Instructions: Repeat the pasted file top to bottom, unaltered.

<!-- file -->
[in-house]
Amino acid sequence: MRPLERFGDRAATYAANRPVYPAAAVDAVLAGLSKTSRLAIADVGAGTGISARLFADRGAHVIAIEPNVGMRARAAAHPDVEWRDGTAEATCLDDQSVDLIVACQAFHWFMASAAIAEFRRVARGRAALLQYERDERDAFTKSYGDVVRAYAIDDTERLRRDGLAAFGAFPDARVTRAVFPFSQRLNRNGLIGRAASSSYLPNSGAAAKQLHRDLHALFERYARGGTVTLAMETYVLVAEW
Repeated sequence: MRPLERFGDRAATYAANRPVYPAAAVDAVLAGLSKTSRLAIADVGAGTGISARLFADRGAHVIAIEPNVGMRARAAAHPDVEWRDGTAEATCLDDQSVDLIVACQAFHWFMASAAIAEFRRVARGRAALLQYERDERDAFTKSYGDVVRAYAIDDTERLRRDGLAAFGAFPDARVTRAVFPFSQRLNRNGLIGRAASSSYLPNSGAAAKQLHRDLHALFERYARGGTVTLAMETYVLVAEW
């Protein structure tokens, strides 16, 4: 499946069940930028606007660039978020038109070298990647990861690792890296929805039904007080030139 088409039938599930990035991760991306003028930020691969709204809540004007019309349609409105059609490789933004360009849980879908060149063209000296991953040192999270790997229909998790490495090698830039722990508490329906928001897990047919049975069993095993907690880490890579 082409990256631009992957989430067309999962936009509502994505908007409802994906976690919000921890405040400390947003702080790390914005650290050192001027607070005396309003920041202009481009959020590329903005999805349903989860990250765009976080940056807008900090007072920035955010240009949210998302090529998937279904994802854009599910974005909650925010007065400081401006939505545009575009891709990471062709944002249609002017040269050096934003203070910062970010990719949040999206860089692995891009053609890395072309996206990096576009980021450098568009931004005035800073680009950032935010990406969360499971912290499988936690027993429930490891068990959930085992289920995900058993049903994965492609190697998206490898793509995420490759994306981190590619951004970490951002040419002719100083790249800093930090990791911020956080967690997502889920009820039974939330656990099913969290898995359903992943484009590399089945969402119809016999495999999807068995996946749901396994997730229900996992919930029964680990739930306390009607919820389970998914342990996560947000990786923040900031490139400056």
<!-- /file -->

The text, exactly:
[in-house]
Amino acid sequence: MRPLERFGDRAATYAANRPVYPAAAVDAVLAGLSKTSRLAIADVGAGTGISARLFADRGAHVIAIEPNVGMRARAAAHPDVEWRDGTAEATCLDDQSVDLIVACQAFHWFMASAAIAEFRRVARGRAALLQYERDERDAFTKSYGDVVRAYAIDDTERLRRDGLAAFGAFPDARVTRAVFPFSQRLNRNGLIGRAASSSYLPNSGAAAKQLHRDLHALFERYARGGTVTLAMETYVLVAEW
Repeated sequence: MRPLERFGDRAATYAANRPVYPAAAVDAVLAGLSKTSRLAIADVGAGTGISARLFADRGAHVIAIEPNVGMRARAAAHPDVEWRDGTAEATCLDDQSVDLIVACQAFHWFMASAAIAEFRRVARGRAALLQYERDERDAFTKSYGDVVRAYAIDDTERLRRDGLAAFGAFPDARVTRAVFPFSQRLNRNGLIGRAASSSYLPNSGAAAKQLHRDLHALFERYARGGTVTLAMETYVLVAEW
């Protein structure tokens, strides 16, 4: 499946069940930028606007660039978020038109070298990647990861690792890296929805039904007080030139 088409039938599930990035991760991306003028930020691969709204809540004007019309349609409105059609490789933004360009849980879908060149063209000296991953040192999270790997229909998790490495090698830039722990508490329906928001897990047919049975069993095993907690880490890579 082409990256631009992957989430067309999962936009509502994505908007409802994906976690919000921890405040400390947003702080790390914005650290050192001027607070005396309003920041202009481009959020590329903005999805349903989860990250765009976080940056807008900090007072920035955010240009949210998302090529998937279904994802854009599910974005909650925010007065400081401006939505545009575009891709990471062709944002249609002017040269050096934003203070910062970010990719949040999206860089692995891009053609890395072309996206990096576009980021450098568009931004005035800073680009950032935010990406969360499971912290499988936690027993429930490891068990959930085992289920995900058993049903994965492609190697998206490898793509995420490759994306981190590619951004970490951002040419002719100083790249800093930090990791911020956080967690997502889920009820039974939330656990099913969290898995359903992943484009590399089945969402119809016999495999999807068995996946749901396994997730229900996992919930029964680990739930306390009607919820389970998914342990996560947000990786923040900031490139400056």